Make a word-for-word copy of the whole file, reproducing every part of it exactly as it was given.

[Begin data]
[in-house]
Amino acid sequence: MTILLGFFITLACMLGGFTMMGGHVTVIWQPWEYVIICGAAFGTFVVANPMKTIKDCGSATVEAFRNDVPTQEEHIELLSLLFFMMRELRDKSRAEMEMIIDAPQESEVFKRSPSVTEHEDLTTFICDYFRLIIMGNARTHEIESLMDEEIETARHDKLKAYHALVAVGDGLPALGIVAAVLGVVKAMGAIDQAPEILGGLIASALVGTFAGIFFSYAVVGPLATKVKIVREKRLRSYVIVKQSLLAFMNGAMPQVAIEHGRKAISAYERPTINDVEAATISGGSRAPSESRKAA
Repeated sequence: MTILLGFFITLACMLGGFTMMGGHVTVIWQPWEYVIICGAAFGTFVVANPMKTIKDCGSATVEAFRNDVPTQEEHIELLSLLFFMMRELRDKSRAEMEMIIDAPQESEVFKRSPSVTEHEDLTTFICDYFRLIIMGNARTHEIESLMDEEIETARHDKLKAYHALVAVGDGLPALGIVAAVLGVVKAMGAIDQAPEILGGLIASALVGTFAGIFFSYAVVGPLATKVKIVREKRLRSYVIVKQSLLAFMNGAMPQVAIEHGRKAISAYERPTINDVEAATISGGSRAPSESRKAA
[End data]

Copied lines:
[in-house]
Amino acid sequence: MTILLGFFITLACMLGGFTMMGGHVTVIWQPWEYVIICGAAFGTFVVANPMKTIKDCGSATVEAFRNDVPTQEEHIELLSLLFFMMRELRDKSRAEMEMIIDAPQESEVFKRSPSVTEHEDLTTFICDYFRLIIMGNARTHEIESLMDEEIETARHDKLKAYHALVAVGDGLPALGIVAAVLGVVKAMGAIDQAPEILGGLIASALVGTFAGIFFSYAVVGPLATKVKIVREKRLRSYVIVKQSLLAFMNGAMPQVAIEHGRKAISAYERPTINDVEAATISGGSRAPSESRKAA
Repeated sequence: MTILLGFFITLACMLGGFTMMGGHVTVIWQPWEYVIICGAAFGTFVVANPMKTIKDCGSATVEAFRNDVPTQEEHIELLSLLFFMMRELRDKSRAEMEMIIDAPQESEVFKRSPSVTEHEDLTTFICDYFRLIIMGNARTHEIESLMDEEIETARHDKLKAYHALVAVGDGLPALGIVAAVLGVVKAMGAIDQAPEILGGLIASALVGTFAGIFFSYAVVGPLATKVKIVREKRLRSYVIVKQSLLAFMNGAMPQVAIEHGRKAISAYERPTINDVEAATISGGSRAPSESRKAA